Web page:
O’Farrell takes aim at disability nurses

Ageing, Disability and Home Care nurses face loss of award conditions – who will be next?

More than 1000 New South Wales nurses, who care for people with the greatest physical and intellectual disabilities, stand to lose some annual leave, some shift penalty rates, all annual leave loading and other award conditions.

Ageing, Disability and Home Care (ADHC) nurses working under the Department of Family and Community Services, are the first nurses to face sweeping cuts to their awards by the state Liberal/ National government.

The O’Farrell Government says it will ask the NSW Industrial Commission to change 98 awards for about 80,000 public sector workers, including ADHC nurses, clerical staff, librarians, parks and gardens staff, school administration assistants, regulatory inspectors and legal officers.

A spokeswoman for the Finance and Services Minister, Greg Pearce, told the Sydney Morning Herald that most nurses employed under the Public Health System Nurses and Midwives’ State Award would be exempt from the cuts. But she confirmed that nurses employed by the Department of Family and Community Services would be targeted.

“To have these cuts imposed on staff on top of the government wages policy [which caps salary rises to 2.5%] is outrageous,” Judith Kiejda, Assistant General Secretary of the NSWNMA said. “The meanness of this government beggars belief.”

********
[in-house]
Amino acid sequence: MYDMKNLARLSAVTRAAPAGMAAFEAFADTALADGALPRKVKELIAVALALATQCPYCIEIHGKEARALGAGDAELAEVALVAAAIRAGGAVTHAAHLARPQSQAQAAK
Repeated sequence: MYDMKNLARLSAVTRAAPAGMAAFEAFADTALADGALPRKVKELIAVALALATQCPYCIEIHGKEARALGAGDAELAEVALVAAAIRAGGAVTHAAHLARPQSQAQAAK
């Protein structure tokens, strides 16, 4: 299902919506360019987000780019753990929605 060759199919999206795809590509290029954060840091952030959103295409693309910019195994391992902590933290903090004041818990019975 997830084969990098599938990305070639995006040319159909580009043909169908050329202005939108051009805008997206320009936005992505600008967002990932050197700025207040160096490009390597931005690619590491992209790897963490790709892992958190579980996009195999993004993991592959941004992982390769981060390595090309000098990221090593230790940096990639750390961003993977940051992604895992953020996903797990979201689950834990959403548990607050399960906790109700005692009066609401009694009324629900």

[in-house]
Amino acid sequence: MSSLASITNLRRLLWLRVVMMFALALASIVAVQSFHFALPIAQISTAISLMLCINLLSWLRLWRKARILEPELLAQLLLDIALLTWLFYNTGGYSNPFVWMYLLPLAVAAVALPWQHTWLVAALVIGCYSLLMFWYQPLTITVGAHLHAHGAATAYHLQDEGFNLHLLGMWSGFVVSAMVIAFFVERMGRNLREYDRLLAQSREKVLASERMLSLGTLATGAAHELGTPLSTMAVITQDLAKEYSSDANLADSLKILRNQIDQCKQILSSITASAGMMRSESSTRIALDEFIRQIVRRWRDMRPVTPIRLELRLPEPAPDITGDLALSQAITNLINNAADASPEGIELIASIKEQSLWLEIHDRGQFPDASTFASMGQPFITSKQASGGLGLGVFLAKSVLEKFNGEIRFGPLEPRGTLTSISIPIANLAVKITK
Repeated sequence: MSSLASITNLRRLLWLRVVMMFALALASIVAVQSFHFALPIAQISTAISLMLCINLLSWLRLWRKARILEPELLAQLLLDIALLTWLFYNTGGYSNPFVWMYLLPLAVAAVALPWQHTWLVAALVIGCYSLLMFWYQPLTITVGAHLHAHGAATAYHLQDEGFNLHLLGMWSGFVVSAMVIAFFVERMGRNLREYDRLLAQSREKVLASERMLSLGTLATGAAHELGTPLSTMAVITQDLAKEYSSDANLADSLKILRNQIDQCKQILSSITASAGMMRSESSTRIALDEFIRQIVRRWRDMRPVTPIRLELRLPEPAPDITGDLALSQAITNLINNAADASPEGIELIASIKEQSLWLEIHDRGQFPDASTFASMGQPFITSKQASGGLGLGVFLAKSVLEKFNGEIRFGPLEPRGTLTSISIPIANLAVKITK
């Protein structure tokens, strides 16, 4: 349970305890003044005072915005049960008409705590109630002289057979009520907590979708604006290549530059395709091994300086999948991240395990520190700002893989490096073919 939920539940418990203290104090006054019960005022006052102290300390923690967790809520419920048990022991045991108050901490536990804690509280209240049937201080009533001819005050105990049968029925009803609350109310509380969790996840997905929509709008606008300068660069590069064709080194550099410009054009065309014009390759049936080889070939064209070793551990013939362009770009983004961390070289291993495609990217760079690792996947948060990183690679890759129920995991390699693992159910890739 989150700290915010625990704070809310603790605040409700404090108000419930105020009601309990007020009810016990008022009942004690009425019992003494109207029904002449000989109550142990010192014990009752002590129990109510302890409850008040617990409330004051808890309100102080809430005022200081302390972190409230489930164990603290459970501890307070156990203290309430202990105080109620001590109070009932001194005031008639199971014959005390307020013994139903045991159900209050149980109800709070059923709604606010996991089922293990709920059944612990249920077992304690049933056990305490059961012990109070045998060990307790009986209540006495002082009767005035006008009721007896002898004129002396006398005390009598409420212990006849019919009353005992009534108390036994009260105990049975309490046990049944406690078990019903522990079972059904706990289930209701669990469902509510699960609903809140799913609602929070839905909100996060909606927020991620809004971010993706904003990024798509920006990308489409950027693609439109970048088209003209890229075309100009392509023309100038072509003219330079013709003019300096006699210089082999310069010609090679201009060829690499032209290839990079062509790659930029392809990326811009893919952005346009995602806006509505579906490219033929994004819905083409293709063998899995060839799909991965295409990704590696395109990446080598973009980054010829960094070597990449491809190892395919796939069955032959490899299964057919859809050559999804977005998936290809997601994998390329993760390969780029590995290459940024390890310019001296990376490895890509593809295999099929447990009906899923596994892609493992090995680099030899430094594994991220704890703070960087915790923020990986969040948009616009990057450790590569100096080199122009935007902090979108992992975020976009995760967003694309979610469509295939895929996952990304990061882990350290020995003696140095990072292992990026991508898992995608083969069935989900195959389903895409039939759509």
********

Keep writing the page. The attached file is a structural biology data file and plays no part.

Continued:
Judith said a meeting of NSWNMA delegates from across the state had voted unanimously to support ADHC nurses in a campaign against the cuts and for a decent pay rise.

“If this government can get away with doing this to ADHC nurses, it will use the precedent to attack the pay packets of all nurses.”

What’s at risk?

The O’Farrell Government’s proposed cuts to awards covering public sector workers such as ADHC nurses includes:

•Abolishing the 17.5% annual leave loading.

•Cutting penalty rates by restricting the definition of a shift worker to someone who works outside 7.30am to 6pm.

•Cutting shift workers’ annual leave from six and seven weeks for some, to a maximum of five weeks for all.

•Abolishing Family and Community Service (FACS) leave.

•Stopping injured workers from using sick leave to make up the difference between the amount of workers’ compensation payable and their ordinary rate of pay.

•Cutting travel allowances.

•Cutting benefits for remote workers, including remote allowance, additional leave and travel assistance.